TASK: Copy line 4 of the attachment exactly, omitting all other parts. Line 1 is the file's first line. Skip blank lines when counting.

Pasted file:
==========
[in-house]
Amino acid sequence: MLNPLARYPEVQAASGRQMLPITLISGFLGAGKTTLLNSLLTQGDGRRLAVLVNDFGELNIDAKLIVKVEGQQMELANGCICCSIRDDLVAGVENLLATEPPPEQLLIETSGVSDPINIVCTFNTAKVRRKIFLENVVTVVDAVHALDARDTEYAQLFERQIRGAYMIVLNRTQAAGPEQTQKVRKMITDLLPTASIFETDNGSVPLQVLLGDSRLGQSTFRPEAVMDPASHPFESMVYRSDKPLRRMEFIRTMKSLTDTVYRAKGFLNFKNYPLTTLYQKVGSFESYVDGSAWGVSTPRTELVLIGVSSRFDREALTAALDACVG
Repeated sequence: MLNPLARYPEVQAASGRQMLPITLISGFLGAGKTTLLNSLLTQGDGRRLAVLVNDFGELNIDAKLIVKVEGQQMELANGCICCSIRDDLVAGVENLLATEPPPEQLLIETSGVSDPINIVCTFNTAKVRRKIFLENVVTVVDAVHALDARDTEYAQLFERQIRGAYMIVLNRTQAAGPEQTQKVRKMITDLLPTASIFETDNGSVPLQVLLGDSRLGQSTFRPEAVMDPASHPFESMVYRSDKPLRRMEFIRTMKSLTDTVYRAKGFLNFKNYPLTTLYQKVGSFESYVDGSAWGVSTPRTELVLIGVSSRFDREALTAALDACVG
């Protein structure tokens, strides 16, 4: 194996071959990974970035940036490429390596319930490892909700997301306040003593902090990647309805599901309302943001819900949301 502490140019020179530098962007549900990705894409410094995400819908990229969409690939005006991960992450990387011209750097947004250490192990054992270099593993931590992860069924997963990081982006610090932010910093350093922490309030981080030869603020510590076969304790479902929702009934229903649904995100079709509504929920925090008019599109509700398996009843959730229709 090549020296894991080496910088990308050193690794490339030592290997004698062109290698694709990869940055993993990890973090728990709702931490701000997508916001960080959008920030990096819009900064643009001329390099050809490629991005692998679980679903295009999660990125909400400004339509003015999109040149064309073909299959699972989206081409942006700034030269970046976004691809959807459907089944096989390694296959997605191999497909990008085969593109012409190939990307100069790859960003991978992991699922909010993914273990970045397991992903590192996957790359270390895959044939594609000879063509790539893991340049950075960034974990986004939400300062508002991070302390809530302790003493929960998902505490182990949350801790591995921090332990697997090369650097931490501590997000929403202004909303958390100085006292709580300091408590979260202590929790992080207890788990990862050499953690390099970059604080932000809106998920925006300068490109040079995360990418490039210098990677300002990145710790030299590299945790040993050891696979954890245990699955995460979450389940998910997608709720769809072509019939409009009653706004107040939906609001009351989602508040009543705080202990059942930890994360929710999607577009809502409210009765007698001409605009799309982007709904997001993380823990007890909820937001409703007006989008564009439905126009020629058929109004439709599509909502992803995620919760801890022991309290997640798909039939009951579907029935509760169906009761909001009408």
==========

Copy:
């Protein structure tokens, strides 16, 4: 194996071959990974970035940036490429390596319930490892909700997301306040003593902090990647309805599901309302943001819900949301 502490140019020179530098962007549900990705894409410094995400819908990229969409690939005006991960992450990387011209750097947004250490192990054992270099593993931590992860069924997963990081982006610090932010910093350093922490309030981080030869603020510590076969304790479902929702009934229903649904995100079709509504929920925090008019599109509700398996009843959730229709 090549020296894991080496910088990308050193690794490339030592290997004698062109290698694709990869940055993993990890973090728990709702931490701000997508916001960080959008920030990096819009900064643009001329390099050809490629991005692998679980679903295009999660990125909400400004339509003015999109040149064309073909299959699972989206081409942006700034030269970046976004691809959807459907089944096989390694296959997605191999497909990008085969593109012409190939990307100069790859960003991978992991699922909010993914273990970045397991992903590192996957790359270390895959044939594609000879063509790539893991340049950075960034974990986004939400300062508002991070302390809530302790003493929960998902505490182990949350801790591995921090332990697997090369650097931490501590997000929403202004909303958390100085006292709580300091408590979260202590929790992080207890788990990862050499953690390099970059604080932000809106998920925006300068490109040079995360990418490039210098990677300002990145710790030299590299945790040993050891696979954890245990699955995460979450389940998910997608709720769809072509019939409009009653706004107040939906609001009351989602508040009543705080202990059942930890994360929710999607577009809502409210009765007698001409605009799309982007709904997001993380823990007890909820937001409703007006989008564009439905126009020629058929109004439709599509909502992803995620919760801890022991309290997640798909039939009951579907029935509760169906009761909001009408």